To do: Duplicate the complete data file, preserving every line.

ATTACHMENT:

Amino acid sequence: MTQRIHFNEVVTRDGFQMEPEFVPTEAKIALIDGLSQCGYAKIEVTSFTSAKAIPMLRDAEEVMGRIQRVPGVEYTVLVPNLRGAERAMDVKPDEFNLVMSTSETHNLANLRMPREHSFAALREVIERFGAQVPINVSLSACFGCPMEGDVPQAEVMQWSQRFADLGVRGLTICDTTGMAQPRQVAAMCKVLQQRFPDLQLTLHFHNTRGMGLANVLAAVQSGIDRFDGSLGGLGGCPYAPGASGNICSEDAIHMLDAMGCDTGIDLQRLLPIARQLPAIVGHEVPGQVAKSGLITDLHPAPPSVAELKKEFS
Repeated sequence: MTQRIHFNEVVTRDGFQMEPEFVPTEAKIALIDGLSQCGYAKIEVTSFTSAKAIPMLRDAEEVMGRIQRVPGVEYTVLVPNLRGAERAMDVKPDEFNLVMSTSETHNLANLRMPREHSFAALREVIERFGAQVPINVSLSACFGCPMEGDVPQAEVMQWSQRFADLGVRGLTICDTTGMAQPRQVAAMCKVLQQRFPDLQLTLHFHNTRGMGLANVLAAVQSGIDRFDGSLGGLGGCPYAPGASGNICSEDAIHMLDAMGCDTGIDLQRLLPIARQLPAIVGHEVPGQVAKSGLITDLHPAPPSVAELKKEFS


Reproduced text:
Amino acid sequence: MTQRIHFNEVVTRDGFQMEPEFVPTEAKIALIDGLSQCGYAKIEVTSFTSAKAIPMLRDAEEVMGRIQRVPGVEYTVLVPNLRGAERAMDVKPDEFNLVMSTSETHNLANLRMPREHSFAALREVIERFGAQVPINVSLSACFGCPMEGDVPQAEVMQWSQRFADLGVRGLTICDTTGMAQPRQVAAMCKVLQQRFPDLQLTLHFHNTRGMGLANVLAAVQSGIDRFDGSLGGLGGCPYAPGASGNICSEDAIHMLDAMGCDTGIDLQRLLPIARQLPAIVGHEVPGQVAKSGLITDLHPAPPSVAELKKEFS
Repeated sequence: MTQRIHFNEVVTRDGFQMEPEFVPTEAKIALIDGLSQCGYAKIEVTSFTSAKAIPMLRDAEEVMGRIQRVPGVEYTVLVPNLRGAERAMDVKPDEFNLVMSTSETHNLANLRMPREHSFAALREVIERFGAQVPINVSLSACFGCPMEGDVPQAEVMQWSQRFADLGVRGLTICDTTGMAQPRQVAAMCKVLQQRFPDLQLTLHFHNTRGMGLANVLAAVQSGIDRFDGSLGGLGGCPYAPGASGNICSEDAIHMLDAMGCDTGIDLQRLLPIARQLPAIVGHEVPGQVAKSGLITDLHPAPPSVAELKKEFS